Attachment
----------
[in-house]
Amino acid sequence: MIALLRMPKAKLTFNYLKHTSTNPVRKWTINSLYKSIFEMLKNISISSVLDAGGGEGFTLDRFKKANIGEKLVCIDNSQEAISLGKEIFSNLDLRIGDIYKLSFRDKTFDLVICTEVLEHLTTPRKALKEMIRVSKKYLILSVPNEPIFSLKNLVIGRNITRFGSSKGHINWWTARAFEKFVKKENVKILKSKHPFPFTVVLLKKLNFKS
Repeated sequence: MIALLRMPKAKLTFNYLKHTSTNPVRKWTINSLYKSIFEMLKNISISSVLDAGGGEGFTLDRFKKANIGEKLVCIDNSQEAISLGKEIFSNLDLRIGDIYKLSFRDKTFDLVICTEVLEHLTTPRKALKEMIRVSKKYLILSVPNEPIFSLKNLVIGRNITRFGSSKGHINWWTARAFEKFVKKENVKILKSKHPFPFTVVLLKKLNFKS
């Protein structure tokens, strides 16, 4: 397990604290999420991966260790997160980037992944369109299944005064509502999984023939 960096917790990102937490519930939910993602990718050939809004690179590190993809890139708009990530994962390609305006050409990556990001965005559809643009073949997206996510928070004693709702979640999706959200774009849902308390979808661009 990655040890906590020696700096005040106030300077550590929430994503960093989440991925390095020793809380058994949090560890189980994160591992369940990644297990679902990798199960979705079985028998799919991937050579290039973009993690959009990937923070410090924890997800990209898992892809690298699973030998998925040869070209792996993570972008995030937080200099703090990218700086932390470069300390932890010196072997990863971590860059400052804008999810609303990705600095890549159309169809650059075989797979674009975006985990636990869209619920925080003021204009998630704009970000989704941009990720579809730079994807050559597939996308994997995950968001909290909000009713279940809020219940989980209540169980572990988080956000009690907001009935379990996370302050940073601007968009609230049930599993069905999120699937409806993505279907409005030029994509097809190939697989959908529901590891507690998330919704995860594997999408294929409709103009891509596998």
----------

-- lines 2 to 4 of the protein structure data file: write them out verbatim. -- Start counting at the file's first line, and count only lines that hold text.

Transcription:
Amino acid sequence: MIALLRMPKAKLTFNYLKHTSTNPVRKWTINSLYKSIFEMLKNISISSVLDAGGGEGFTLDRFKKANIGEKLVCIDNSQEAISLGKEIFSNLDLRIGDIYKLSFRDKTFDLVICTEVLEHLTTPRKALKEMIRVSKKYLILSVPNEPIFSLKNLVIGRNITRFGSSKGHINWWTARAFEKFVKKENVKILKSKHPFPFTVVLLKKLNFKS
Repeated sequence: MIALLRMPKAKLTFNYLKHTSTNPVRKWTINSLYKSIFEMLKNISISSVLDAGGGEGFTLDRFKKANIGEKLVCIDNSQEAISLGKEIFSNLDLRIGDIYKLSFRDKTFDLVICTEVLEHLTTPRKALKEMIRVSKKYLILSVPNEPIFSLKNLVIGRNITRFGSSKGHINWWTARAFEKFVKKENVKILKSKHPFPFTVVLLKKLNFKS
């Protein structure tokens, strides 16, 4: 397990604290999420991966260790997160980037992944369109299944005064509502999984023939 960096917790990102937490519930939910993602990718050939809004690179590190993809890139708009990530994962390609305006050409990556990001965005559809643009073949997206996510928070004693709702979640999706959200774009849902308390979808661009 990655040890906590020696700096005040106030300077550590929430994503960093989440991925390095020793809380058994949090560890189980994160591992369940990644297990679902990798199960979705079985028998799919991937050579290039973009993690959009990937923070410090924890997800990209898992892809690298699973030998998925040869070209792996993570972008995030937080200099703090990218700086932390470069300390932890010196072997990863971590860059400052804008999810609303990705600095890549159309169809650059075989797979674009975006985990636990869209619920925080003021204009998630704009970000989704941009990720579809730079994807050559597939996308994997995950968001909290909000009713279940809020219940989980209540169980572990988080956000009690907001009935379990996370302050940073601007968009609230049930599993069905999120699937409806993505279907409005030029994509097809190939697989959908529901590891507690998330919704995860594997999408294929409709103009891509596998």